City Silence promotes the practice of mindfulness

Shhh. Be still. Don’t talk. Just breathe.
That’s the message of City Silence, an international network of community mindfulness events. It’s organized by novelist, playwright, Pilates instructor and activist Stacy Sims, founder in 2005 of True Body Project.
Cincinnati will host City Silence this summer at 7:30-8:30 a.m. Monday through Friday in Over-the-Rhine’s Washington Park, starting this week and running through August. Gatherings encourage individuals to sit in silence for as long as they wish. The time commitment is whatever works for participants; they can try out stillness and silence even for a few minutes if that best suits their lives.
In addition to Washington Park, “barrier free” City Silence activities will be offered at other locations around Cincinnati — by Project Yoga in Ault Park on Sunday afternoons, with Vitality Cincinnati in Walnut Hills on selected evenings and a program at the University of Cincinnati’s Integrative Health and Wellness Center.
The initiative is happening in cities across the United States — Cleveland, Columbus, Marietta and Athens, Ohio; Denver; New York City; Portland, Ore.; and Richmond, Va. — and around the world, such as Wroclaw, Poland, and Cuenca, Ecuador. Each city will tailor activities to local needs. In Cincinnati, in addition to the morning hour, City Silence will provide printed materials about mindfulness as well as mp3 downloadable files to help newcomers.

Stacy SimsFollowing a difficult period with addiction in her own life, Sims came to recognize the power of meditation — initially just five minutes a day of sitting and appreciating breath, gratitude and sensation.
“That was the perfect prescription for me,” she says. “Since then, I have deepened the practice and fortified the work of the True Body Project to bring more silence to those who need it.”
That endeavor focuses on empowering adolescent girls to identify and connect with their bodies and to grow their authentic voices.
“In the last few months alone,” Sims says, “my True Body teachers and I have created a space for silence with fourth- to 12th-grade girls, with children from around the world who have had their education interrupted due to their refugee status, survivors of sex trafficking, veterans, yogis, teens and friends. Life is better this way.”
Those experiences led to City Silence. “Why not commit to my own practice and invite others to join me? Why not just do it, one hour at a time, one park at a time, one city at a time? Why not celebrate 10 years of the True Body Project this way?”
Over the summer, Sims intends to offer proof of why mindfulness and meditation are vitally important to fulfilling, productive and healthy lives.
“We will share studies, statistics and personal stories,” she says, “and, more important, we’re going to show up. We’re going to meet everyone in silent practice together. We might sit spine to spine. We might sit with each other at the same time but in different cities.”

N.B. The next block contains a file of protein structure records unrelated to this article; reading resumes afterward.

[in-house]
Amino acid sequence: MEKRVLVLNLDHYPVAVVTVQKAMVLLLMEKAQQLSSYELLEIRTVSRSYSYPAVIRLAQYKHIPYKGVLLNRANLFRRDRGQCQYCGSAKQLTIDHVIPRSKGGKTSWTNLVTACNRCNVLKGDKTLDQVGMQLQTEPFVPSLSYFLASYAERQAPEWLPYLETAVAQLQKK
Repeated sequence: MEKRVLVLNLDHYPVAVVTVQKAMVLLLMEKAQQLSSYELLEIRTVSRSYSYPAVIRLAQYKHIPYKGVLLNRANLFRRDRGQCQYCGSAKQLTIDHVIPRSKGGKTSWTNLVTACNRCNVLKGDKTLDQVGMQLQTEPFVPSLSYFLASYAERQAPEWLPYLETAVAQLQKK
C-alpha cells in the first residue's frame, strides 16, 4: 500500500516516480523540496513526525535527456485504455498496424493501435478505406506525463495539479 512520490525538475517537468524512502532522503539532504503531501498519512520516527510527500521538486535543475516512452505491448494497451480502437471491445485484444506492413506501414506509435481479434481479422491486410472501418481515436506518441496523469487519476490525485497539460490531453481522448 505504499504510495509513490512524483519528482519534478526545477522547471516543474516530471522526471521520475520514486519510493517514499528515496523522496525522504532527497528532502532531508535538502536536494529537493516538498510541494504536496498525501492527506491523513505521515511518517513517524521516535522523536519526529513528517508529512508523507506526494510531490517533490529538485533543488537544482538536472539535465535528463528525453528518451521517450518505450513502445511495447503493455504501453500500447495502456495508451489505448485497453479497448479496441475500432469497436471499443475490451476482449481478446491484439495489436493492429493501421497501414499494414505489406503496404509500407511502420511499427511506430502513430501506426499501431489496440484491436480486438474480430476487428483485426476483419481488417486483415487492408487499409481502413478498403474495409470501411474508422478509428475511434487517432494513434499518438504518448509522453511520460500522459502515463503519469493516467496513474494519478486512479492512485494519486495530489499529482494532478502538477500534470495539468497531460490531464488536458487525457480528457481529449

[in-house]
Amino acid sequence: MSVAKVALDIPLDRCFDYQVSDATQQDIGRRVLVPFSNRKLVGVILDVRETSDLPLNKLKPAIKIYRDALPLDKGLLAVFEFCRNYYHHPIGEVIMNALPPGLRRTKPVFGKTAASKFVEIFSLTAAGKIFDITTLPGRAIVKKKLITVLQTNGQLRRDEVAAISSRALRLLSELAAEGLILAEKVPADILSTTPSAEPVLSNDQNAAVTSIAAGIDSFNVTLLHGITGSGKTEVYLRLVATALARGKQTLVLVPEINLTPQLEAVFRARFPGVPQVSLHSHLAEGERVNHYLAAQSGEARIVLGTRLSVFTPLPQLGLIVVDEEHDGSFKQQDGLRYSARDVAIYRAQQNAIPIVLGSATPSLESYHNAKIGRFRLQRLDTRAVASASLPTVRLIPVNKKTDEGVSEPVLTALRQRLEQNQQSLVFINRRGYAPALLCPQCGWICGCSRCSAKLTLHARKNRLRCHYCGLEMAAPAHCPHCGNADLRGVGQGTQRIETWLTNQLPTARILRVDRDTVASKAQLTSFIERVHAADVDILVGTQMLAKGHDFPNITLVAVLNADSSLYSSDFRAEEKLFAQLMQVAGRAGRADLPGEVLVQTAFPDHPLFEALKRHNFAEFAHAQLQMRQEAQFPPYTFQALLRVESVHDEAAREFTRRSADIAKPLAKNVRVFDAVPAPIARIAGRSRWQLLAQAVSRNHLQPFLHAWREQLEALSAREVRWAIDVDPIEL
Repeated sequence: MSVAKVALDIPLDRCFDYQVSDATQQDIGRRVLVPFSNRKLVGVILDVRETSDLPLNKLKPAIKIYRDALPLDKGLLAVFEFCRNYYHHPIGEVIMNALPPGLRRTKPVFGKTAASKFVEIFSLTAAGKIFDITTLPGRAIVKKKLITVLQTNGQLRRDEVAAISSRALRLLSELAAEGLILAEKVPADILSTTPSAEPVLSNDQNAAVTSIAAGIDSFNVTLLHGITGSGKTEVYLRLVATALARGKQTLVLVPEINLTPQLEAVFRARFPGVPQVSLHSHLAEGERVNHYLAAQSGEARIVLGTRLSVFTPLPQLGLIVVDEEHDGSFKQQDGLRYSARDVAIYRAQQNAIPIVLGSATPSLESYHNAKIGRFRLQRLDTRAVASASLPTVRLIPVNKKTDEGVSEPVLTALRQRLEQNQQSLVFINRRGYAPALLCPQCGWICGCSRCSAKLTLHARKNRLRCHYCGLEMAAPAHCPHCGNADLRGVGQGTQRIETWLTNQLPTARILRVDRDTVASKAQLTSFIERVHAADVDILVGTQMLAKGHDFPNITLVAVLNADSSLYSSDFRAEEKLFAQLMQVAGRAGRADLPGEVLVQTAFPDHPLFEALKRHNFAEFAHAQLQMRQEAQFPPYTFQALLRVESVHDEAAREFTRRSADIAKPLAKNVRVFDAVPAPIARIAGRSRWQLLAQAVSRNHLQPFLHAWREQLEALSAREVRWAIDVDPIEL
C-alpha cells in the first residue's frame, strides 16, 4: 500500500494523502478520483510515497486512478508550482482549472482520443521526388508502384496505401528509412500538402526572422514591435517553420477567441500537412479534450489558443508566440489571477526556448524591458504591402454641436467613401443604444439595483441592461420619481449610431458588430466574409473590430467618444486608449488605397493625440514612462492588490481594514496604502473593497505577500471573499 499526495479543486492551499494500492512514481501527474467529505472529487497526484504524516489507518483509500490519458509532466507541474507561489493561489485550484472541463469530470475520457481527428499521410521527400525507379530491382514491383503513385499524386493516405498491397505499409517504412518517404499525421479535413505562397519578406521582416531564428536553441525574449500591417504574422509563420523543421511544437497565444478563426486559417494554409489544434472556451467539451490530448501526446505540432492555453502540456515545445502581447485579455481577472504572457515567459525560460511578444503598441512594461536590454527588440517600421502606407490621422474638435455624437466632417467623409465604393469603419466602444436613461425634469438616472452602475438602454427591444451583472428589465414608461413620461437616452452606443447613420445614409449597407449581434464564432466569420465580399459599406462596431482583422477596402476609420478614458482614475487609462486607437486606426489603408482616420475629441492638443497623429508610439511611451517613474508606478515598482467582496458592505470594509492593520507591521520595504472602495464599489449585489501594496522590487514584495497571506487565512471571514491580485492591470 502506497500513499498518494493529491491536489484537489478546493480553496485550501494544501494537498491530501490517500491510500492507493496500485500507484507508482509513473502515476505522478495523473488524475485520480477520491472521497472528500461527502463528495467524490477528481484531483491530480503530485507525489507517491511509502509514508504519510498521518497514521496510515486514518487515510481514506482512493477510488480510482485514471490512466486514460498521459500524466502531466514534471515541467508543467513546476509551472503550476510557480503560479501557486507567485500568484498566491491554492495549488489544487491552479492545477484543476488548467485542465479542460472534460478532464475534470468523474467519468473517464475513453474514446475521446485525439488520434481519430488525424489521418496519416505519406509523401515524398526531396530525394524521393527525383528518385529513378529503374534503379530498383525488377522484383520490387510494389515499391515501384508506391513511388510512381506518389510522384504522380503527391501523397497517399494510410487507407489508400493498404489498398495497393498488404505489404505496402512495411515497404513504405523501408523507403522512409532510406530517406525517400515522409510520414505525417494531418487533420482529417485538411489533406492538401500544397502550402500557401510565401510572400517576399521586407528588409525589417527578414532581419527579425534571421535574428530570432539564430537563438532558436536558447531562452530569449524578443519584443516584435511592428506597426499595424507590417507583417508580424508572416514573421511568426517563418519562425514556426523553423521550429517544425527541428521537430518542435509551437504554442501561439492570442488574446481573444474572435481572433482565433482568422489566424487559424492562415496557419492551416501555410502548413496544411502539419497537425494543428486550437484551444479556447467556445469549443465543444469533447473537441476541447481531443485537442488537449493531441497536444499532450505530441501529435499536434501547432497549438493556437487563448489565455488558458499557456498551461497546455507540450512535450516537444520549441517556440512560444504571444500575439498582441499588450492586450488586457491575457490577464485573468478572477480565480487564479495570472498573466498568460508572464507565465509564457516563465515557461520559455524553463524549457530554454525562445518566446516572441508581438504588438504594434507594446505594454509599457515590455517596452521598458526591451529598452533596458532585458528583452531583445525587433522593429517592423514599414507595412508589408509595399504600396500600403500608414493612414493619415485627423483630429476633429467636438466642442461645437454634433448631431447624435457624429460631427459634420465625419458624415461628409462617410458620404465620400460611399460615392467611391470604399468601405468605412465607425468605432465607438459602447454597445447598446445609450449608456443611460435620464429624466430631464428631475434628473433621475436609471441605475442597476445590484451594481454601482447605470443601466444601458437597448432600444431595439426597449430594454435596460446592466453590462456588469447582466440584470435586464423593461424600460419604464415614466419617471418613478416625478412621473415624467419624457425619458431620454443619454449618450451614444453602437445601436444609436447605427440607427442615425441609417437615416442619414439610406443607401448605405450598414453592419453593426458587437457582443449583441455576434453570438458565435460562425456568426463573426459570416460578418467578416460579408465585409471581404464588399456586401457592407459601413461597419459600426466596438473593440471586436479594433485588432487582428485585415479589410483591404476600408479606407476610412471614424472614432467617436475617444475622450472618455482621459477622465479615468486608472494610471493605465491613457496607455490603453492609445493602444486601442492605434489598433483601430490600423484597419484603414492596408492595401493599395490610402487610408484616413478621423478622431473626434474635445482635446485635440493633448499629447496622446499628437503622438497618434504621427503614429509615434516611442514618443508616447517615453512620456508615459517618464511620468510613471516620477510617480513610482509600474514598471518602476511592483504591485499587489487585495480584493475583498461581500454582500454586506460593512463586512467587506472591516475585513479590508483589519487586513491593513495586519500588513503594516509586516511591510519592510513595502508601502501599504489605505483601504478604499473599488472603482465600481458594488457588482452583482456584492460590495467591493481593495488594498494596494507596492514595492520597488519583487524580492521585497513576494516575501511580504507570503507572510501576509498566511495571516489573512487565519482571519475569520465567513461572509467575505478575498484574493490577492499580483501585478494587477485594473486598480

Her plan is to “slow the world down and notice what we smell, hear, taste, feel, noticing our thoughts — the genius ones right along with the hare-brained ones. We’re going to turn off our digital devices and turn on our capacity for stillness, wonder, creativity and compassion. We are going to connect to each other in the space of silence, where we are all the same, where we are all just humans who want to feel better and do good in the world.”
Sims works with six teachers for True Body programs. Together they have offered programs at eight Cincinnati-area schools that include the practice of meditation. It dawned on Sims that many of the lessons of True Body are broadly applicable to people struggling with today’s cluttered, fragmented and demanding world.
“Silence,” she says, “is brain-altering medicine.”
In Cincinnati she has begun to work organizations such as Joseph House, an Over-the-Rhine agency that serves homeless veterans suffering from addiction. Practice of mindful silence has been beneficial to many of their troubled clients.
City Silence, Sims says, is an opportunity for more people to begin to practice mindfulness.
“We want to create an entry into this activity that is less daunting,” she says. “We will provide guides and resources about silence and contemplative practices, the kind of activity that benefit many artists and thinkers. We’ll help people learn to exhale as long as they inhale, to slow down, to rest, digest, assimilate and integrate experience.”
City Silence is supported by a website with meditation and mindfulness tips, articles and research.

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Rick Pender is an Over-the-Rhine resident with many years of writing, editing, fundraising and public relations experience. He is the theater critic and contributing editor at CityBeat and a regular contributor to WVXU's "Around Cincinnati." Follow him on Twitter @PenderRick.